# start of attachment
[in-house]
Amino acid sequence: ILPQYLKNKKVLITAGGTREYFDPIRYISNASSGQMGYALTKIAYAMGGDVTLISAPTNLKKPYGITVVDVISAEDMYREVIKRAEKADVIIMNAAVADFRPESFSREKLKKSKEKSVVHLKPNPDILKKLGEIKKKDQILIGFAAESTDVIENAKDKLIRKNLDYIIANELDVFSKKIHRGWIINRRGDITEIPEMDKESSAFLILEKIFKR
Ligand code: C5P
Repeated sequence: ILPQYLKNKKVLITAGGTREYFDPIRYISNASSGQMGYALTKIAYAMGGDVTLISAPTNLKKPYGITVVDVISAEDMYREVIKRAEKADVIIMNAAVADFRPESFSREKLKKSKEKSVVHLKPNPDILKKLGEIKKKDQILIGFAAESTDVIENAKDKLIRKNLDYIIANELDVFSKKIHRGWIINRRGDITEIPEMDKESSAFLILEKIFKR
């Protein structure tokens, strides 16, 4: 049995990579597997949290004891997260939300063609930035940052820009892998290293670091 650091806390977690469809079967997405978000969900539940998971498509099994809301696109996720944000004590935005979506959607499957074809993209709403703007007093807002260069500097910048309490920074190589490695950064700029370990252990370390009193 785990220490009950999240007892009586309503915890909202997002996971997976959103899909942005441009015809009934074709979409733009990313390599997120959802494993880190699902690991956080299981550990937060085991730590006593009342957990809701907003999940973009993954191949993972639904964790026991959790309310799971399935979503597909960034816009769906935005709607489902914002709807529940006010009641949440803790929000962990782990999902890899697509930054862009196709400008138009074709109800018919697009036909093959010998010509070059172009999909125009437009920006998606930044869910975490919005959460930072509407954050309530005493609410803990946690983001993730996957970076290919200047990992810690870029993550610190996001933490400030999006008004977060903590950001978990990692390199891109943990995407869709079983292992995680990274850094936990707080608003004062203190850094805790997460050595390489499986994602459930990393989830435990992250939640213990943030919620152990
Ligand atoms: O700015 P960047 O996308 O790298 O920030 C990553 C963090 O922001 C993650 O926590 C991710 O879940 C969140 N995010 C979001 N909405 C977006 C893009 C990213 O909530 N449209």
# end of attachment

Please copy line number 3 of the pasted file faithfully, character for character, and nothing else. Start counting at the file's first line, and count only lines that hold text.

Ligand code: C5P